What is CSS?

CSS stands for Cascading Style Sheets.

CSS Styles are used to define how to display HTML elements. Styles are normally stored in internet or external style sheets. Styles were added to HTML 4.0 because developers disliked having to define every bit of text using tags like <font>. External CSS files are stored using the .css extention though they can be saved in HTML format. Multiple style definitions will cascade into one,

External style sheets can save you a lot of time, as you can change the look of the page, just by changing the external file. CSS Style Sheets are supported by both Nescape 4.0 and Internet Explorer 4.0.

CSS cascades

You may have multiple style sheets saying different things in your document. In this case they will be ordered in priority as follows:

1) Inline Style Sheets (inside an element)
2) Internal Style Sheets (inside the head tag)
3) External Style Sheets
4) Browser Default

So for instance an inline style tag would overrule and internal style sheet, but a browser default would not overrule an external style sheet.

HTML image tag

Images can be embedded in a page using only one tag. There are examples of images on this page – the top header secton contains three images.

The basic syntax is as follows.

<img src="location.gif" width="300" height="100" border="0" alt="Description text">

For a basic image tag all you need is <img src=”location.gif” alt=”description”>. If you do this the image will display at its normal size although it is always a good idea to add a width and height tag.

The alt property defines the text that is displayed when the image is missing, it is displayed where the image should be. An example is shown below.

<img src="fakelocation.gif" width="200" height="100" alt="Here is an example">

Would produce:

Here is an example

To add a link round an image simply do it like a normal hyperlink

<a href="targetpage.html"><img src="location.gif" border="0></a>

Basic tags in HTML

This page covers the tags you will most commonly use in HTML that are the most basic although it does not cover page structure. See the next page for that.

Paragraphs

This signifies that the text within should be in its own paragraph. There is a break between each paragraph such as the space between the introduction text and this section.

<p>Your text goes here</p>
<p>Putting more text here would create a gap between them</p>

Line breaks

This is where you want to start a new line but do not want a gap in between them.
Such as here. The previous line was not finished but a new one was started. This is a single tag which does not require closing.

Some text here<br />
This text would be on the line below

Comments

If you want to add some notes into your page you can do it using a comment tag. These are good to remind you what every does or where a particular section starts.

<!-- your comment goes here -->

Comments will not display in the browser although if anyone goes through your sourcecode they will be able to see it so do not put private information in there.

Horizontal Lines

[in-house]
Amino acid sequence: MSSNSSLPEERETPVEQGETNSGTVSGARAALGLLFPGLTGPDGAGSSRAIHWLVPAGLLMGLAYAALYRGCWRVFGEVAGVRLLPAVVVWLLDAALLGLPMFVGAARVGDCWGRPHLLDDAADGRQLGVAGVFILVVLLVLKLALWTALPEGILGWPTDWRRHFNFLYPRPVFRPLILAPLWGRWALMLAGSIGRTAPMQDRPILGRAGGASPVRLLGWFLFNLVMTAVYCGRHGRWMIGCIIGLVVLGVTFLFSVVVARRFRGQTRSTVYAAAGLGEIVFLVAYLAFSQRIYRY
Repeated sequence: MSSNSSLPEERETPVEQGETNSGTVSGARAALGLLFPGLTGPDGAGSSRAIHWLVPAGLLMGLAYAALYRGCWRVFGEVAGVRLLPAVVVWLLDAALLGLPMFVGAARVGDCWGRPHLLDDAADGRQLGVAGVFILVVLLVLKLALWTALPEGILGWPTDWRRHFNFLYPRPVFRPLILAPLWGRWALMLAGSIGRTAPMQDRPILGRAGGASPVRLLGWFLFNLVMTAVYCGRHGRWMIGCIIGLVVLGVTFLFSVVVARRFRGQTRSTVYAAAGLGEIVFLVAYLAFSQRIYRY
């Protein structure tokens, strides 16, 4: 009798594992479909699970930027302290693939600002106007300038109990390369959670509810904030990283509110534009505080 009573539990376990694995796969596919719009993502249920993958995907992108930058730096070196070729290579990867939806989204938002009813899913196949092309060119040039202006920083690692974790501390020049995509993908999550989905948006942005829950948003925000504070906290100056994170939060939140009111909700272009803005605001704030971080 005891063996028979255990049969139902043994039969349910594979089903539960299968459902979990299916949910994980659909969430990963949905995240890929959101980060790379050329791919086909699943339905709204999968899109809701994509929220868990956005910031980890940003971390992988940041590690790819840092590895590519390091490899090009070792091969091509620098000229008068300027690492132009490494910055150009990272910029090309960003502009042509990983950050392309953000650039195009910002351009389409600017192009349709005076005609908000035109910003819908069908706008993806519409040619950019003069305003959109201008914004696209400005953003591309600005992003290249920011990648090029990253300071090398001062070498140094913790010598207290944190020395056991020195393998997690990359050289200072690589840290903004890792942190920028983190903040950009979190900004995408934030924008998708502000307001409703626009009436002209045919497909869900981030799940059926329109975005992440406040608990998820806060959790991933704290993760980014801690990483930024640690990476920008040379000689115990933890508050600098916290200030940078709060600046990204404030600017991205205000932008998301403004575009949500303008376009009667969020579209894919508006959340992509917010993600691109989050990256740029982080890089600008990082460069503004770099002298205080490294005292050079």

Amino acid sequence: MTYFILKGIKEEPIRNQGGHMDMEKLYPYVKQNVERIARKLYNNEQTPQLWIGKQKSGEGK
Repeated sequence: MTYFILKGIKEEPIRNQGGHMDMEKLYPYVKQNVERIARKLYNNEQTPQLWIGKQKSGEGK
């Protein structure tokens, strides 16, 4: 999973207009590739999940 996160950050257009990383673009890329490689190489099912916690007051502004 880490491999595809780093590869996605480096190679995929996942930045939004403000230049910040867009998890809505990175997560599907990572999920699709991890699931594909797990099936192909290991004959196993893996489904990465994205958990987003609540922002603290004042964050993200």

With the advent of borders and more color options in HTML, the horizontal line has become less used these days but is still good to easily section off different parts of the page.

<hr />

Headings

Rather than having to change title text with color, size and weight you can simply replace your <p> tags with title tags. There are 6 different titles that are built into HTML.

<h1>Here is a heading</h1>
<h2>Here is a heading</h2>
<h3>Here is a heading</h3>
<h4>Here is a heading</h4>
<h5>Here is a heading</h5>
<h6>Here is a heading</h6>

CSS has made these tags less needed although they are easy to use and help with search engine optimisation. A blank line is also automatically added after a heading.

HTML elements

As we have already seen, HTML is made up of elements such as <p> or <br>. HTML elements are surrdouned by < and > characters, which is why if you want to use these in text you must use code.

The first > signifies the start of a tag and the > shows the end. HTML tags are not case sensative so <BR> is the same as <br>. They usually come in pairs although several are just one.

For example:

<u>This text would be underlined</u>

EDIT: Since this article was originally written, the u tag has since been deprecated. Underlining should now be done using CSS instead.

You have the opening tag <u> which starts the underlining, the content which is the text saying “this text would be underlined” and the closing tag </b>. It would produce:

This text would be underlined

HTML tags should be layered inside each other, for example:

<p><u>This is correct</u></p>

Whereas:

<p><u>This is not correct</p></u>

Sometimes you do not have a closing tag you only have a single tag such as is the case with horizontal lines:

<hr />

Would produce:


There is no need for a closing tag.

ASP basics

ASP code is added like scripts to HTML. You open an ASP script using the tag.

<%

You close it using the reverse.

%>

Therefore in a HTML page it would look like the following.

<html>
<head>
<title>Example script</title>
</head>
<body>

<%
' here is some ASP script
%>

</body>
</head>

Notice the use of a comment in the script.

<%
' This is an ASP comment
' Here is another
%>